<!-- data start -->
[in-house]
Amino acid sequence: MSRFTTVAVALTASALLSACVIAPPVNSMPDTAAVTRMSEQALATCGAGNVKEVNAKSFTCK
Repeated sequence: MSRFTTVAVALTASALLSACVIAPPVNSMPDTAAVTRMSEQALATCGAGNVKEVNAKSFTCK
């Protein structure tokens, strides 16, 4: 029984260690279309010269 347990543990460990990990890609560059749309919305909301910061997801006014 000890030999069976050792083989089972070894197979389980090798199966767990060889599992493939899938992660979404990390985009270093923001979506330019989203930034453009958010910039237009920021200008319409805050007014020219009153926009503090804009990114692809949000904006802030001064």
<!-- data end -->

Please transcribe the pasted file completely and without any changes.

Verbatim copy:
[in-house]
Amino acid sequence: MSRFTTVAVALTASALLSACVIAPPVNSMPDTAAVTRMSEQALATCGAGNVKEVNAKSFTCK
Repeated sequence: MSRFTTVAVALTASALLSACVIAPPVNSMPDTAAVTRMSEQALATCGAGNVKEVNAKSFTCK
């Protein structure tokens, strides 16, 4: 029984260690279309010269 347990543990460990990990890609560059749309919305909301910061997801006014 000890030999069976050792083989089972070894197979389980090798199966767990060889599992493939899938992660979404990390985009270093923001979506330019989203930034453009958010910039237009920021200008319409805050007014020219009153926009503090804009990114692809949000904006802030001064």